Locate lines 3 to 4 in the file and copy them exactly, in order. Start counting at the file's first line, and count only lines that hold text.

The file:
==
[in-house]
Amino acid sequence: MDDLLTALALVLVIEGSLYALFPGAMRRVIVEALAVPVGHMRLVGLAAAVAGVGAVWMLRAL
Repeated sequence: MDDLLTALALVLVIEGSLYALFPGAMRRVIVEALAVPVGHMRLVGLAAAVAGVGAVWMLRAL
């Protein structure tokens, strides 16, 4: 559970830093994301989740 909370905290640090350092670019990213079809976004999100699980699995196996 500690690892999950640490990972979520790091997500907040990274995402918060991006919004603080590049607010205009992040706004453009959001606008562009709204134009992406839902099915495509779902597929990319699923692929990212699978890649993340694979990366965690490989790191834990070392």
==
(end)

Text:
Repeated sequence: MDDLLTALALVLVIEGSLYALFPGAMRRVIVEALAVPVGHMRLVGLAAAVAGVGAVWMLRAL
């Protein structure tokens, strides 16, 4: 559970830093994301989740 909370905290640090350092670019990213079809976004999100699980699995196996 500690690892999950640490990972979520790091997500907040990274995402918060991006919004603080590049607010205009992040706004453009959001606008562009709204134009992406839902099915495509779902597929990319699923692929990212699978890649993340694979990366965690490989790191834990070392």